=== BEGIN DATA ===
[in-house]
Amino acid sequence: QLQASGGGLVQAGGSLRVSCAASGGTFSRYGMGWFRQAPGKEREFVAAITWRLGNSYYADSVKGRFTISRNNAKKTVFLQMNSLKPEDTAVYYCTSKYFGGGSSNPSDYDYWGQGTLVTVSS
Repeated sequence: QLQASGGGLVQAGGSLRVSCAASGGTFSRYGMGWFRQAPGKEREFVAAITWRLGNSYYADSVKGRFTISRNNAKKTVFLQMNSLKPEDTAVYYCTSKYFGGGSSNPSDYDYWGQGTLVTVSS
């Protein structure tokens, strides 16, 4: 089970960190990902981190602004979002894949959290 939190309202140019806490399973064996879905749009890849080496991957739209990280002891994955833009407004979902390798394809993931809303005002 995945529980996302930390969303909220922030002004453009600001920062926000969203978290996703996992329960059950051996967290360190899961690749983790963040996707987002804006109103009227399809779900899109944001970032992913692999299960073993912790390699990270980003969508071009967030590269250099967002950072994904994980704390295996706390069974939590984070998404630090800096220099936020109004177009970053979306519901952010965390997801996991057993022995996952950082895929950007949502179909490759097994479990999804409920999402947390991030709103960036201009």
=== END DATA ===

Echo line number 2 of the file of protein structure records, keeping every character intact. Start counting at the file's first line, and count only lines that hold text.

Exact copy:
Amino acid sequence: QLQASGGGLVQAGGSLRVSCAASGGTFSRYGMGWFRQAPGKEREFVAAITWRLGNSYYADSVKGRFTISRNNAKKTVFLQMNSLKPEDTAVYYCTSKYFGGGSSNPSDYDYWGQGTLVTVSS